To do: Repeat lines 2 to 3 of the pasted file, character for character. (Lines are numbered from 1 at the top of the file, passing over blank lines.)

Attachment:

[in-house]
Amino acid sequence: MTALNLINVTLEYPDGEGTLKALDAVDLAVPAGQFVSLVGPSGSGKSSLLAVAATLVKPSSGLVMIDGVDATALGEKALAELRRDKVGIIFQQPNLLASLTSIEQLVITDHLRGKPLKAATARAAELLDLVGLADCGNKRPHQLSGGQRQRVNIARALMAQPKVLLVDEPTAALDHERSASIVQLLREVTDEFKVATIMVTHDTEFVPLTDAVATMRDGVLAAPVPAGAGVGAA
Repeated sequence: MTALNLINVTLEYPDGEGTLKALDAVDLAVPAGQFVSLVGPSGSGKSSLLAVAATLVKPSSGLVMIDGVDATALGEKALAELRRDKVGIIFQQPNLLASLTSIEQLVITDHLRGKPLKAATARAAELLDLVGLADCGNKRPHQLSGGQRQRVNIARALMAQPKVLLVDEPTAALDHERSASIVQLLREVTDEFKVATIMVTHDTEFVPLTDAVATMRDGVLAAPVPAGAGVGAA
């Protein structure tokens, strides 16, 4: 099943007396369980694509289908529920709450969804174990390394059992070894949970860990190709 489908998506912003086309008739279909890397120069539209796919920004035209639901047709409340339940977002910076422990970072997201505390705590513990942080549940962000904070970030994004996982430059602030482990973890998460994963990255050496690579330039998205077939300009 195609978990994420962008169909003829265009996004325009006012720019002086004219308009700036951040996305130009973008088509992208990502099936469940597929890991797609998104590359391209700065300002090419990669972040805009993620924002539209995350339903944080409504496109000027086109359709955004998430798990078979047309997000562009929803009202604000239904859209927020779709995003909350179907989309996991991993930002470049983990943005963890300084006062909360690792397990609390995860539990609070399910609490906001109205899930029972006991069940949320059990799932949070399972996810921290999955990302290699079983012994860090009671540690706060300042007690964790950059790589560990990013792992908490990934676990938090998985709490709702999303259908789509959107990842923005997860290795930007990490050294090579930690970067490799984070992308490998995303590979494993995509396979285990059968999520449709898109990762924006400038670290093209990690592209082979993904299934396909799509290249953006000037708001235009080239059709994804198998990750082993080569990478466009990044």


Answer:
Amino acid sequence: MTALNLINVTLEYPDGEGTLKALDAVDLAVPAGQFVSLVGPSGSGKSSLLAVAATLVKPSSGLVMIDGVDATALGEKALAELRRDKVGIIFQQPNLLASLTSIEQLVITDHLRGKPLKAATARAAELLDLVGLADCGNKRPHQLSGGQRQRVNIARALMAQPKVLLVDEPTAALDHERSASIVQLLREVTDEFKVATIMVTHDTEFVPLTDAVATMRDGVLAAPVPAGAGVGAA
Repeated sequence: MTALNLINVTLEYPDGEGTLKALDAVDLAVPAGQFVSLVGPSGSGKSSLLAVAATLVKPSSGLVMIDGVDATALGEKALAELRRDKVGIIFQQPNLLASLTSIEQLVITDHLRGKPLKAATARAAELLDLVGLADCGNKRPHQLSGGQRQRVNIARALMAQPKVLLVDEPTAALDHERSASIVQLLREVTDEFKVATIMVTHDTEFVPLTDAVATMRDGVLAAPVPAGAGVGAA